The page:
Did you know that developed countries waste between 30 to 60 percent of the food that is produced? That’s an astronomical amount of waste! In fact, the Food and Agricultural Organization (FAO) of the United Nations estimates that each year, roughly 1.3 billion tonnes of perfectly edible food ends up in the trash and, subsequently, is tossed into landfills.

When food slowly decomposes in landfills, it emits methane into the atmosphere. This gas exacerbates climate change through the greenhouse gas effect, which affects all life on our planet, as well as future generations. Furthermore, this tragedy exists while more than 795 million people still go to bed hungry each evening.

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Why are people tossing food while it’s still good? The answer primarily comes down to “best before” dates. Consumers have been taught that as soon as a food reaches its expiration date, it will contribute to poor health or is no longer edible. But, we now know this isn’t true.

According to food scientist Dr. Gary Sandberg, people commonly mistake the best before dates as an expiration date. In reality, the two labels are very different. Sandberg says “best before” dates relate to “food quality” and have nothing to do with “food safety.” Additionally, these dates are only printed on products with a shelf life of 90 days.

Gary Perkin/Shutterstock

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The food scientist says that if you open up your fridge and find a container of food with an expired best before date, test its quality. You might be surprised to find that though it lost some of its freshness and/or flavor, it is still perfectly edible. Of course, once opened, the product’s shelf life may decrease rapidly. “As long as it’s sitting in the package, then it is not going to be a food safety risk, it’s going to be more of a loss of quality,” said Sandberg.

Expiration dates, on the other hand, tell consumers the last day a product is safe to consume. Most of these foods are clearly marked with “EXP” or “Expiry.” In most cases, the food is no longer safe to consume beyond this date; there are exceptions, of course. The Canadian Food Inspection Agency has outlined only five products that require expiration dates:

  • Baby formula or other human milk substitutes
  • Nutritional supplements
  • Meal replacements
  • Pharmacist-sold foods for low-energy diets
  • Specially-formulated liquid diets

The average consumer uses only a few products that fall within these categories. If that’s shocking, you may be most surprised to learn that canned foods require no “best before” date at all. As long as they are intact and stored in a moderate temperature, they have an almost indefinite shelf life. If you consume a recently-purchased can of beans in 20 years, however, don’t be surprised by a change in the food’s quality and texture.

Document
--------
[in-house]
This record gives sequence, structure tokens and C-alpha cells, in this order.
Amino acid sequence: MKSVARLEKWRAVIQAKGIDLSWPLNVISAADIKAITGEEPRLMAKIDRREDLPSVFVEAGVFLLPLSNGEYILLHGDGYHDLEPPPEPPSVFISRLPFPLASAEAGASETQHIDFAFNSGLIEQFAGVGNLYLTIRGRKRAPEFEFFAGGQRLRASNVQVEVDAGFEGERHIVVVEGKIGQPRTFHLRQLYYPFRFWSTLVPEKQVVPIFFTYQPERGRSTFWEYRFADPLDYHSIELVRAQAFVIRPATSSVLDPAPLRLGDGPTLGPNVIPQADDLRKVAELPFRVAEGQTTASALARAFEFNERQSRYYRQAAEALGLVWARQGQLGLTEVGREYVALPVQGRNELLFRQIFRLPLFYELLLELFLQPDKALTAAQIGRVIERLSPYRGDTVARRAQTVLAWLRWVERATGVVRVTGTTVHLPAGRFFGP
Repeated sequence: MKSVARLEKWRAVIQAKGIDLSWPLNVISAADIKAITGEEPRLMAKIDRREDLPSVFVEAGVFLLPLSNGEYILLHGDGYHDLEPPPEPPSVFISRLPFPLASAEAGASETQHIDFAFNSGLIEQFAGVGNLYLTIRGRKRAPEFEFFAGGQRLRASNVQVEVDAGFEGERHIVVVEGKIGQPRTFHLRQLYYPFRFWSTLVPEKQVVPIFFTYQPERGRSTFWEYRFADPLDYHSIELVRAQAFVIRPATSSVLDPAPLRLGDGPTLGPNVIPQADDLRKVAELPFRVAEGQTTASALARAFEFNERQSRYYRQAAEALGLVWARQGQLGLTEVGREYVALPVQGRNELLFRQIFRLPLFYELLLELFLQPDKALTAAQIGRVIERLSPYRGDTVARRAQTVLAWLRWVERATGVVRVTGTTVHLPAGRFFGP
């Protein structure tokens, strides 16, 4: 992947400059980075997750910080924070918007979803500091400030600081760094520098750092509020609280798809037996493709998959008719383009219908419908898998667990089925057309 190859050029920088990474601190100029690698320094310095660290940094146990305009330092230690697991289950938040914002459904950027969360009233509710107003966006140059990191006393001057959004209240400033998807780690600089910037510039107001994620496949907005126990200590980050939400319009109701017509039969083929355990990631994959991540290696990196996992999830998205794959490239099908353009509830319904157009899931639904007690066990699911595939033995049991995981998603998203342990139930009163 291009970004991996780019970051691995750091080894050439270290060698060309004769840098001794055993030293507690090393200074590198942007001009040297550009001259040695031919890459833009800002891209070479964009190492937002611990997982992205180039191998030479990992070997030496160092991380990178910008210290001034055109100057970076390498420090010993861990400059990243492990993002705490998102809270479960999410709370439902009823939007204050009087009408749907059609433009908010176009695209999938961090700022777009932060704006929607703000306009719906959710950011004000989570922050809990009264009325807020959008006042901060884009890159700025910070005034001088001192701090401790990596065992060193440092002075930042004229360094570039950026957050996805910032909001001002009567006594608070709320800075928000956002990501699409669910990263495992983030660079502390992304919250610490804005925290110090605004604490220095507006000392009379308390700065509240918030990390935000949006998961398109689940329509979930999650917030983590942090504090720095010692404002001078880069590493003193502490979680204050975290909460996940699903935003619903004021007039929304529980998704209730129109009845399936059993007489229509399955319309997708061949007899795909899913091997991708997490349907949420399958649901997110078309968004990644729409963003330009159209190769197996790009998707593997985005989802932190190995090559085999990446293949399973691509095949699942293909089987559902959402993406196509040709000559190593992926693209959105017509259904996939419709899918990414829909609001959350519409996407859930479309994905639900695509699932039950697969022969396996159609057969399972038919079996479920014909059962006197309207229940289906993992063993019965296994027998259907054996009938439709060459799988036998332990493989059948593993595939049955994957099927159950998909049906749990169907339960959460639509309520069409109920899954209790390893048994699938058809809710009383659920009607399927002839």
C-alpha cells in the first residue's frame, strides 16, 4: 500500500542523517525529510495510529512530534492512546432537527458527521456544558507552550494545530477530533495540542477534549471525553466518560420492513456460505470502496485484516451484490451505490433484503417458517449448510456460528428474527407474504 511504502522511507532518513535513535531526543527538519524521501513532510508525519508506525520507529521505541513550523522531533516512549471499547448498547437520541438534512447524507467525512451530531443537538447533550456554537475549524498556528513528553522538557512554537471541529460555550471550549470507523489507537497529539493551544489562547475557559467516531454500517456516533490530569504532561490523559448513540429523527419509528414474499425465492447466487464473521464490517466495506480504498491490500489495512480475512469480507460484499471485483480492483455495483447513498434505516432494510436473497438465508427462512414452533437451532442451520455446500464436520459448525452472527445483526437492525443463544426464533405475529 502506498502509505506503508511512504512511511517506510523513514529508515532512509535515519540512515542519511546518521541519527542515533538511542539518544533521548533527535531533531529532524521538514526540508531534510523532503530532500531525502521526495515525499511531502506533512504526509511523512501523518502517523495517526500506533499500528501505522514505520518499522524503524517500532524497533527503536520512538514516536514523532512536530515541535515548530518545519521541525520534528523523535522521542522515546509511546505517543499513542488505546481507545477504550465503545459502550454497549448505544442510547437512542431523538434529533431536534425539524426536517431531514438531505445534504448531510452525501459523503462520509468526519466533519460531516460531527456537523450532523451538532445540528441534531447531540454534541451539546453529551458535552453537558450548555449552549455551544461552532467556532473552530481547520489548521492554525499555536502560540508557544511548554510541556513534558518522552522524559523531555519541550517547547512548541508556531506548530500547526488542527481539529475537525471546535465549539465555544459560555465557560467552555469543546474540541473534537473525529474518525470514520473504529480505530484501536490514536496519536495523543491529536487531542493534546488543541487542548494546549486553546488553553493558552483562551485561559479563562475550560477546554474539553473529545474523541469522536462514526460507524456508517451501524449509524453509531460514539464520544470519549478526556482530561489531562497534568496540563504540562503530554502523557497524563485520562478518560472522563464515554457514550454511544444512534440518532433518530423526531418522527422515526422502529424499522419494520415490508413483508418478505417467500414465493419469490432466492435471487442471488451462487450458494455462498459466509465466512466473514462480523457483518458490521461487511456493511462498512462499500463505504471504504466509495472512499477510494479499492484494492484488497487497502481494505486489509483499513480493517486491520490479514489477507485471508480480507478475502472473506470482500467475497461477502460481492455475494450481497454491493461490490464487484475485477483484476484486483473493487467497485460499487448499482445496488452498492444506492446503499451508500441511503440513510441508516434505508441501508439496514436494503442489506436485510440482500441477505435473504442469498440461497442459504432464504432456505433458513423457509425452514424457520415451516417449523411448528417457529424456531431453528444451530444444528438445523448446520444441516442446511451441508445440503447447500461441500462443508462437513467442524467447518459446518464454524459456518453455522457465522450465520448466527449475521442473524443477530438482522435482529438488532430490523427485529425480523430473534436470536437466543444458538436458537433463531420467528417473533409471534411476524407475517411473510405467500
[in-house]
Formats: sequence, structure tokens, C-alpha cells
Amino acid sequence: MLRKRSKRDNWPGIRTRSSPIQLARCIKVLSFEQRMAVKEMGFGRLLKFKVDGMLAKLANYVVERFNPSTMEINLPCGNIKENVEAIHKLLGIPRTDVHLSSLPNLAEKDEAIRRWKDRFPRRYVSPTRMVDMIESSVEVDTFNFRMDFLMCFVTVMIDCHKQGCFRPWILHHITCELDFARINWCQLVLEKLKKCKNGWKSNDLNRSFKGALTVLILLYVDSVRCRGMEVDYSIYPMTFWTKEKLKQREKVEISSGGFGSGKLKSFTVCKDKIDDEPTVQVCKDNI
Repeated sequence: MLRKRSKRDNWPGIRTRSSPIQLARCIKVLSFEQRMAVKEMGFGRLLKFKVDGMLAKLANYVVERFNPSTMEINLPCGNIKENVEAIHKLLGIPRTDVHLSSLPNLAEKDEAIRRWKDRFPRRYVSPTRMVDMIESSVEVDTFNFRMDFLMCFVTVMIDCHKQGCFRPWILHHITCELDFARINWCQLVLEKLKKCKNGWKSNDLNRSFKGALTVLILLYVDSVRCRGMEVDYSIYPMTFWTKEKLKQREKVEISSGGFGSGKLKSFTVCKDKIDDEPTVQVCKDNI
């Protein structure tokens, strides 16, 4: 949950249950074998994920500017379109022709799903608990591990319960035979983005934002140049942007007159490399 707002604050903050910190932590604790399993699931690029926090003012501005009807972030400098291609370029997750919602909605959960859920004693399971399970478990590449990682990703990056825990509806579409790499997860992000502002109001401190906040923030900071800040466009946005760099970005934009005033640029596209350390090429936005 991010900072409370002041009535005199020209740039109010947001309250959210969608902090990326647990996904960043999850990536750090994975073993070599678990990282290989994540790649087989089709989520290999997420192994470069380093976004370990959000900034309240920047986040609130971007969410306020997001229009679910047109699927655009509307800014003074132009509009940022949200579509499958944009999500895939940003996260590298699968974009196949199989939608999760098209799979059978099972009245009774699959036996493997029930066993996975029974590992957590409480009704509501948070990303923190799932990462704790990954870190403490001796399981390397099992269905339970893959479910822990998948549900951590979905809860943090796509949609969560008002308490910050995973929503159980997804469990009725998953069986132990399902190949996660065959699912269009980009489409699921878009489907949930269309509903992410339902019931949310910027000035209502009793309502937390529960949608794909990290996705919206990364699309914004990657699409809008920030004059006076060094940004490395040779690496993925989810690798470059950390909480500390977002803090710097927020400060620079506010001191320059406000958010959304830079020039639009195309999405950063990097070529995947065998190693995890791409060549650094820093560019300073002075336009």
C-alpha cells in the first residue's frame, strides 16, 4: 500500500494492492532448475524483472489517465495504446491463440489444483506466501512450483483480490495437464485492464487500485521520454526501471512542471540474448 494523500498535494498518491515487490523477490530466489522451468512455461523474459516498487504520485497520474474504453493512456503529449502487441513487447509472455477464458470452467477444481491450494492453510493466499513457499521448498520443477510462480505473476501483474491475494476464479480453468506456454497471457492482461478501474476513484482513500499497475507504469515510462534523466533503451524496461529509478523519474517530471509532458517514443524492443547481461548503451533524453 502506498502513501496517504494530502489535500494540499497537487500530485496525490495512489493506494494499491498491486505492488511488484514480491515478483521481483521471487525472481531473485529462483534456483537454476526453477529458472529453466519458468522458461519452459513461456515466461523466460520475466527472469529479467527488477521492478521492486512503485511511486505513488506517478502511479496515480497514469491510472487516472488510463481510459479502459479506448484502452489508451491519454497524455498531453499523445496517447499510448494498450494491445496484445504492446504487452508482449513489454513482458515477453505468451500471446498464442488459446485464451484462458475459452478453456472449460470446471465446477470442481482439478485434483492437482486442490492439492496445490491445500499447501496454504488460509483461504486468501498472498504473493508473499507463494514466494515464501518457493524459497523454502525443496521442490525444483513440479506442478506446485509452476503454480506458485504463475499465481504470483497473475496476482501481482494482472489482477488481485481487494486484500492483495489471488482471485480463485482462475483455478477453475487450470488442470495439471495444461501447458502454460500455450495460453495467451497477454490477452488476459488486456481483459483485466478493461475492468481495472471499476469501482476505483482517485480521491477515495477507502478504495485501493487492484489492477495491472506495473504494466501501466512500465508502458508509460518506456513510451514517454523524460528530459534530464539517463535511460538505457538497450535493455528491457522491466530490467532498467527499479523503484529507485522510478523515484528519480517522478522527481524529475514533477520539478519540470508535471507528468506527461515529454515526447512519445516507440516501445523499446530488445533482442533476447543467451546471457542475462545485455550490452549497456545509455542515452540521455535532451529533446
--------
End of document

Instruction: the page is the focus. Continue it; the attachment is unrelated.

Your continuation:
In summary, most of the food in your pantry or fridge will last much longer than you probably believe. Knowing this key truth is vital in reducing food waste, combatting world hunger, and benefiting the environment. This is also why the supermarket chain Tesco is completely eliminating “best before” dates.

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Efforts to Combat Food Waste 

In a bid to reduce food waste, Tesco is removing all “best before” dates on roughly 70 percent of fruit and vegetable lines. The move is being made to help prevent perfectly edible food from being thrown away,” said the company in a statement.

The supermarket was heavily swayed by a recent campaign by the National Federation of Women’s Institutes (NFWI). The organization polled the public and found that less than half of respondents understood the meaning of “best before” dates. On the plus side, more than 70 percent of people correctly identified the meaning of the ‘Use By’ label.

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“We know some customers may be confused by the difference between ‘Best Before’ and ‘Use By’ dates on food and this can lead to perfectly edible items being thrown away before they need to be discarded,” said Tesco Head of Food Waste, Mark Little. “We have made this change to fruit and vegetable packaging as they are among the most wasted foods.”

So, what happens when a supermarket nixes all “best before” dates? Nutritious, edible food is prevented from going in the trash, the plight to end world hunger gets slightly easier, and present and future generations benefit, as does the environment. Hopefully, other supermarkets will follow Tesco’s lead and remove all best before dates to help put an end to food waste.

Simple Ways You Can Reduce Food Waste at Home

To learn more about how you can cut down on food waste at home, check out these:

Lead Image Source: Andrey_Popov/Shutterstock

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